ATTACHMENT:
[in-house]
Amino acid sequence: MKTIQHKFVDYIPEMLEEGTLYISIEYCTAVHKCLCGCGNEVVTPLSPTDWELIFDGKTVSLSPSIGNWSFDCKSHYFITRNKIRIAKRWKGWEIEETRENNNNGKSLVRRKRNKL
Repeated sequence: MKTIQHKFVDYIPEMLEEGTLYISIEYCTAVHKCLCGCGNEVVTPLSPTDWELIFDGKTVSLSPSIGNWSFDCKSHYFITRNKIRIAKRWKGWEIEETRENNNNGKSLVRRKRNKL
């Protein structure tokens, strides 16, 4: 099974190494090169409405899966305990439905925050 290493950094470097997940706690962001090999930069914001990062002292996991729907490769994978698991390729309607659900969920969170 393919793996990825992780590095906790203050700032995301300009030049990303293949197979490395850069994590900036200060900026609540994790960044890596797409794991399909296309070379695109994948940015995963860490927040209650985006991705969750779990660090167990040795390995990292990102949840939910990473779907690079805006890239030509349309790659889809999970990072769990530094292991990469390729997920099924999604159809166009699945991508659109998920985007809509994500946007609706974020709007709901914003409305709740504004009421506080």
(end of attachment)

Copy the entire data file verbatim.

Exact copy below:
[in-house]
Amino acid sequence: MKTIQHKFVDYIPEMLEEGTLYISIEYCTAVHKCLCGCGNEVVTPLSPTDWELIFDGKTVSLSPSIGNWSFDCKSHYFITRNKIRIAKRWKGWEIEETRENNNNGKSLVRRKRNKL
Repeated sequence: MKTIQHKFVDYIPEMLEEGTLYISIEYCTAVHKCLCGCGNEVVTPLSPTDWELIFDGKTVSLSPSIGNWSFDCKSHYFITRNKIRIAKRWKGWEIEETRENNNNGKSLVRRKRNKL
């Protein structure tokens, strides 16, 4: 099974190494090169409405899966305990439905925050 290493950094470097997940706690962001090999930069914001990062002292996991729907490769994978698991390729309607659900969920969170 393919793996990825992780590095906790203050700032995301300009030049990303293949197979490395850069994590900036200060900026609540994790960044890596797409794991399909296309070379695109994948940015995963860490927040209650985006991705969750779990660090167990040795390995990292990102949840939910990473779907690079805006890239030509349309790659889809999970990072769990530094292991990469390729997920099924999604159809166009699945991508659109998920985007809509994500946007609706974020709007709901914003409305709740504004009421506080």